In April this year, Windows officials talked about plans to integrate Windows 365 and Windows more tightly. So far, they’ve delivered on one of their promises: a Windows 365 app preview that Windows 11 users can pin to their taskbars and Start menus for easier access to their cloud PCs. But Microsoft officials have much bigger plans for Windows 365 and are apparently counting on it to keep Windows relevant even as the PC industry declines in the months and years to come.
As many users have noticed, Microsoft is showing more and more ads in everything from the new Windows 11 search box to the Edge browser (and its other apps). So it’s perhaps not too surprising that Microsoft’s management presents Windows as a vehicle to serve ads – both first-party Microsoft “in-house” ads and third-party ads, as Microsoft itself has acknowledged CEO Satya Nadella during Microsoft’s FY23 first quarter earnings call. (Thanks to Paul Thurrott for pointing this out in Windows Weekly last week.)
But there are even more ambitious plans to create a new Windows business model, as evidenced by several recent job postings for the “newly formed Windows incubation team” on Microsoft’s career site.
This team seeks to tie Windows and Windows 365 even more tightly by creating “a web shell with direct integration with Windows 365”.
The end game? Sell thin/low-cost client devices to businesses and consumers and offset costs through advertisements and subscriptions.
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From the workstation:
“The building blocks we are creating will chart a new direction for the Windows experience and business model – from low-cost PCs powered by advertising and subscriptions, to new hardware devices straight to the cloud at work and in life. .”
Microsoft made its Windows 365/Cloud PC service (codenamed Deschutes) generally available in August 2021. Windows 365 is a cloud-based virtualization service that builds on and complements Azure Virtual Desktop. Windows 365 is for business users only at this point and costs between $20 and $162 per user per month depending on cores, RAM, and storage. But given that the Windows 365 Business SKU can be scaled down for businesses with a single employee, it’s not too surprising that Microsoft officials are already thinking about how to deliver Windows 365 to consumers.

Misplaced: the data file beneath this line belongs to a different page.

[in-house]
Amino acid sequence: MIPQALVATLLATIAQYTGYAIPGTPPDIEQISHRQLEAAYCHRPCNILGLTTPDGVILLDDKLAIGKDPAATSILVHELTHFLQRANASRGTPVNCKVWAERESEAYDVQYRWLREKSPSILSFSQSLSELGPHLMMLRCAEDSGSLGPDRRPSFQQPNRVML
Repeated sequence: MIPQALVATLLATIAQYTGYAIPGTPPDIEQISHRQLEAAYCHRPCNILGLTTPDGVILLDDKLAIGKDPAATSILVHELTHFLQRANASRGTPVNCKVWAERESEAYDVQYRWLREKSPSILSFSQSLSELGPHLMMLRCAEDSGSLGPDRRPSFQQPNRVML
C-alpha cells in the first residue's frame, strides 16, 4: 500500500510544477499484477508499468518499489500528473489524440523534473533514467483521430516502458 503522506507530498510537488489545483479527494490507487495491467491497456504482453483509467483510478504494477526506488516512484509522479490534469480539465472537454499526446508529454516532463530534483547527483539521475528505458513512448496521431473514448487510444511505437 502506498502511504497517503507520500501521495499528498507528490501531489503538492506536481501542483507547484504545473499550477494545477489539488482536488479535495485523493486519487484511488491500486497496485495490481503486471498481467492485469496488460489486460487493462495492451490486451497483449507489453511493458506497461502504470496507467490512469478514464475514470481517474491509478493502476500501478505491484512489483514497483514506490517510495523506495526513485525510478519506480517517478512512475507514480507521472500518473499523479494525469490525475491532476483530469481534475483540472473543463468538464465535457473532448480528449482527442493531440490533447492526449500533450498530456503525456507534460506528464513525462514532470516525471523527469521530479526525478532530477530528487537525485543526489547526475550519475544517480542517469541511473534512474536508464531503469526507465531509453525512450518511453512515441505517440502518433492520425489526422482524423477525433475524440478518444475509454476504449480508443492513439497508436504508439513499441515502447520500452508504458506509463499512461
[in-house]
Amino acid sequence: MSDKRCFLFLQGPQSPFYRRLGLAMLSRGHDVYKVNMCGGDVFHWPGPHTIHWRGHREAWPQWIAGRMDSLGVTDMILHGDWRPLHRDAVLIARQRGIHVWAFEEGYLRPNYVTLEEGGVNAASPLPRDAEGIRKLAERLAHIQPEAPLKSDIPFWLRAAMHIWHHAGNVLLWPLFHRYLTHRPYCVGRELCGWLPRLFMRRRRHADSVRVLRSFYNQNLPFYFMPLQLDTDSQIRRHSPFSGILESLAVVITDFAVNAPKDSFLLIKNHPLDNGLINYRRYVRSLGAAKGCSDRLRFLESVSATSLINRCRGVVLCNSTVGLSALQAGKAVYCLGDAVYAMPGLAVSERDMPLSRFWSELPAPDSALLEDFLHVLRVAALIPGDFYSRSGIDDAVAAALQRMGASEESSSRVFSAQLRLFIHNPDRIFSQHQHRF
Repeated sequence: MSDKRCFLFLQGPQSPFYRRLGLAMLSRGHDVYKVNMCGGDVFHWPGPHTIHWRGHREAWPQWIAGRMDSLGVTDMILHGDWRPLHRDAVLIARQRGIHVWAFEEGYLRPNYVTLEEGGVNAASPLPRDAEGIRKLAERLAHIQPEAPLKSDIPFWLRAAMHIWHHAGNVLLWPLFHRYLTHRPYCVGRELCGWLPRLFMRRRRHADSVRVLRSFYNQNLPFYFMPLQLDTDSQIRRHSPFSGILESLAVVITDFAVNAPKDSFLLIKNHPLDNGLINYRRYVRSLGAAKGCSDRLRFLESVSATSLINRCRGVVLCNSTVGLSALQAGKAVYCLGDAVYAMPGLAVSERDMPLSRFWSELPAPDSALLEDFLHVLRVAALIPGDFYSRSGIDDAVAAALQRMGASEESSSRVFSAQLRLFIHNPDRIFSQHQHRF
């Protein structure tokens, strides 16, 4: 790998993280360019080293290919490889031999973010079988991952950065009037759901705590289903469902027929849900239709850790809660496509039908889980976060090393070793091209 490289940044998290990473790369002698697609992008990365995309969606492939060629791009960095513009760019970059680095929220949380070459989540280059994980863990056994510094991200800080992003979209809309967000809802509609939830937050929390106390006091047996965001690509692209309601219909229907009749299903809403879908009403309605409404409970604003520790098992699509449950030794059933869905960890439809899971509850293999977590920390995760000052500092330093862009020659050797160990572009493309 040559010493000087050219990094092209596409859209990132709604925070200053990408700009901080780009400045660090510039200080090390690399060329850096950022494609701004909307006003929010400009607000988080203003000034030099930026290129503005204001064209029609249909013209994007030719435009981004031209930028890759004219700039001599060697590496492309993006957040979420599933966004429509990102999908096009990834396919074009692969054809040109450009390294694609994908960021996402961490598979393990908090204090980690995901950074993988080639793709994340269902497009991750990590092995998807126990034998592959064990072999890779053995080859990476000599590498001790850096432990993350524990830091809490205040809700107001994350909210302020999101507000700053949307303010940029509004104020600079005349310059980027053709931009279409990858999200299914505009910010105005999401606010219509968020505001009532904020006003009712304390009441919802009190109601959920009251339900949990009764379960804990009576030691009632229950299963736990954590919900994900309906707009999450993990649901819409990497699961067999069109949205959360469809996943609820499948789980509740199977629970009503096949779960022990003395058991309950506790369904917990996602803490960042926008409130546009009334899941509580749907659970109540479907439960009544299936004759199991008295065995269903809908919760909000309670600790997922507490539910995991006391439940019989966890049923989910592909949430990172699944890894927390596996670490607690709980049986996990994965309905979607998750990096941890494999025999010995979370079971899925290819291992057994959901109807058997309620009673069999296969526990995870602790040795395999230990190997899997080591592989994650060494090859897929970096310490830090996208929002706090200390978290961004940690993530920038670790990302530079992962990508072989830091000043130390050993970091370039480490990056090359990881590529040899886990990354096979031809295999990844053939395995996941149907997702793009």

Microsoft quietly moved the Windows 365 team under chief product officer and Windows chief Panos Panay in July. In addition to the Windows 365 app, the team is working on Windows 365 Boot, which will allow users to boot directly to their cloud PCs; Windows 365 Switch, which will allow users to move between their local and cloud PCs as easily as they can move between different offices today; and Windows 365 offline, the ability to resynchronize with the Windows 365 service without data loss. Microsoft hasn’t provided public delivery targets for any of these features, but did demonstrate the Switch feature during a virtual “Technical Takeoff” session last week.
Meanwhile, Microsoft’s WebXT organization, which includes “several thousand software engineers” working on Bing, Search, Edge, Maps, Ads, News and other products, is pushing ahead with its own set of deliverables for consumers and business users. The team has worked extensively on machine learning, speech, computer vision, and natural language processing, which they have incorporated into all of the products mentioned above.
It seems that at least some customers are already wondering aloud if and when Microsoft and other PC makers will build thin client-like devices for use with Windows 365. Who knows… Maybe there is. there’s a Surface Win365book on the roadmap somewhere?
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